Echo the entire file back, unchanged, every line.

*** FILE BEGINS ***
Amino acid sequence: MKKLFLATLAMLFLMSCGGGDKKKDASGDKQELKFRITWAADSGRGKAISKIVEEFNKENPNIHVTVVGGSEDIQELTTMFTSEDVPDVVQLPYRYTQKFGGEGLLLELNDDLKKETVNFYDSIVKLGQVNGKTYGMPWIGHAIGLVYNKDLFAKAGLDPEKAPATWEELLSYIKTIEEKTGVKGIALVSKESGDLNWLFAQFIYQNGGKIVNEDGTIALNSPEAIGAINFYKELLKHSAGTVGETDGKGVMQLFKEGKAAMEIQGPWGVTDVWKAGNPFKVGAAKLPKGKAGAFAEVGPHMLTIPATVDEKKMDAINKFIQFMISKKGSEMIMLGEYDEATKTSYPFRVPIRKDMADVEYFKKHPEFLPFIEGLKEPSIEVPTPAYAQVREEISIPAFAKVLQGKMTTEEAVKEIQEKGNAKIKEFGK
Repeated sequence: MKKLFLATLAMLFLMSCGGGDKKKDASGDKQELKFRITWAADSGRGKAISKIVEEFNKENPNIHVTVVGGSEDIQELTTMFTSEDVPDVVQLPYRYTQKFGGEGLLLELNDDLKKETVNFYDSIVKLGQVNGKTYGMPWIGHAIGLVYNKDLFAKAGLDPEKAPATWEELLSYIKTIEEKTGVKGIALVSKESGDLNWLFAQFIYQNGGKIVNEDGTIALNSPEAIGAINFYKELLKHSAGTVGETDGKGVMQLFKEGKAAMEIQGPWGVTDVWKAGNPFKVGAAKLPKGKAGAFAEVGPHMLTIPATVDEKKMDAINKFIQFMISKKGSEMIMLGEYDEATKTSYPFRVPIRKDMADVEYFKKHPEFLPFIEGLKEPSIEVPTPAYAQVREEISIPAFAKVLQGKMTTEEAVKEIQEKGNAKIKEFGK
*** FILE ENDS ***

Amino acid sequence: MKKLFLATLAMLFLMSCGGGDKKKDASGDKQELKFRITWAADSGRGKAISKIVEEFNKENPNIHVTVVGGSEDIQELTTMFTSEDVPDVVQLPYRYTQKFGGEGLLLELNDDLKKETVNFYDSIVKLGQVNGKTYGMPWIGHAIGLVYNKDLFAKAGLDPEKAPATWEELLSYIKTIEEKTGVKGIALVSKESGDLNWLFAQFIYQNGGKIVNEDGTIALNSPEAIGAINFYKELLKHSAGTVGETDGKGVMQLFKEGKAAMEIQGPWGVTDVWKAGNPFKVGAAKLPKGKAGAFAEVGPHMLTIPATVDEKKMDAINKFIQFMISKKGSEMIMLGEYDEATKTSYPFRVPIRKDMADVEYFKKHPEFLPFIEGLKEPSIEVPTPAYAQVREEISIPAFAKVLQGKMTTEEAVKEIQEKGNAKIKEFGK
Repeated sequence: MKKLFLATLAMLFLMSCGGGDKKKDASGDKQELKFRITWAADSGRGKAISKIVEEFNKENPNIHVTVVGGSEDIQELTTMFTSEDVPDVVQLPYRYTQKFGGEGLLLELNDDLKKETVNFYDSIVKLGQVNGKTYGMPWIGHAIGLVYNKDLFAKAGLDPEKAPATWEELLSYIKTIEEKTGVKGIALVSKESGDLNWLFAQFIYQNGGKIVNEDGTIALNSPEAIGAINFYKELLKHSAGTVGETDGKGVMQLFKEGKAAMEIQGPWGVTDVWKAGNPFKVGAAKLPKGKAGAFAEVGPHMLTIPATVDEKKMDAINKFIQFMISKKGSEMIMLGEYDEATKTSYPFRVPIRKDMADVEYFKKHPEFLPFIEGLKEPSIEVPTPAYAQVREEISIPAFAKVLQGKMTTEEAVKEIQEKGNAKIKEFGK